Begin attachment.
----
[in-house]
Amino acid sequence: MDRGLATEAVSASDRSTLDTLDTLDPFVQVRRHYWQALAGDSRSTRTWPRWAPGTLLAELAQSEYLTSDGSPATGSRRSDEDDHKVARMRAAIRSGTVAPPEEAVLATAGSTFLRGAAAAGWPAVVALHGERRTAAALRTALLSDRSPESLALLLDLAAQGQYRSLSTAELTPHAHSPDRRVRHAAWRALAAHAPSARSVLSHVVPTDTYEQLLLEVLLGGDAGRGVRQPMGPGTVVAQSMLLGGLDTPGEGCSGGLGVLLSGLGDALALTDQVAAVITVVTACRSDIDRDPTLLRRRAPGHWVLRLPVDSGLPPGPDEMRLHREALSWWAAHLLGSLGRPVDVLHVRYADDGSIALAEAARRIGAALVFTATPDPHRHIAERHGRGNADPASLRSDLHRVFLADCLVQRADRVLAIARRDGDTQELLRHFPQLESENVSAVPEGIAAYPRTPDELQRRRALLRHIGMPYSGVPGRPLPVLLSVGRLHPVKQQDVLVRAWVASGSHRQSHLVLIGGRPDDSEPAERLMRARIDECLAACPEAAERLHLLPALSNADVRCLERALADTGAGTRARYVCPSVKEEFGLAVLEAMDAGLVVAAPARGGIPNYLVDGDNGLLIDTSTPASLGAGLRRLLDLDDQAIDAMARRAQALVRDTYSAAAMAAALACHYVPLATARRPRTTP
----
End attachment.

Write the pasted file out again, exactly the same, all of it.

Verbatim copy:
[in-house]
Amino acid sequence: MDRGLATEAVSASDRSTLDTLDTLDPFVQVRRHYWQALAGDSRSTRTWPRWAPGTLLAELAQSEYLTSDGSPATGSRRSDEDDHKVARMRAAIRSGTVAPPEEAVLATAGSTFLRGAAAAGWPAVVALHGERRTAAALRTALLSDRSPESLALLLDLAAQGQYRSLSTAELTPHAHSPDRRVRHAAWRALAAHAPSARSVLSHVVPTDTYEQLLLEVLLGGDAGRGVRQPMGPGTVVAQSMLLGGLDTPGEGCSGGLGVLLSGLGDALALTDQVAAVITVVTACRSDIDRDPTLLRRRAPGHWVLRLPVDSGLPPGPDEMRLHREALSWWAAHLLGSLGRPVDVLHVRYADDGSIALAEAARRIGAALVFTATPDPHRHIAERHGRGNADPASLRSDLHRVFLADCLVQRADRVLAIARRDGDTQELLRHFPQLESENVSAVPEGIAAYPRTPDELQRRRALLRHIGMPYSGVPGRPLPVLLSVGRLHPVKQQDVLVRAWVASGSHRQSHLVLIGGRPDDSEPAERLMRARIDECLAACPEAAERLHLLPALSNADVRCLERALADTGAGTRARYVCPSVKEEFGLAVLEAMDAGLVVAAPARGGIPNYLVDGDNGLLIDTSTPASLGAGLRRLLDLDDQAIDAMARRAQALVRDTYSAAAMAAALACHYVPLATARRPRTTP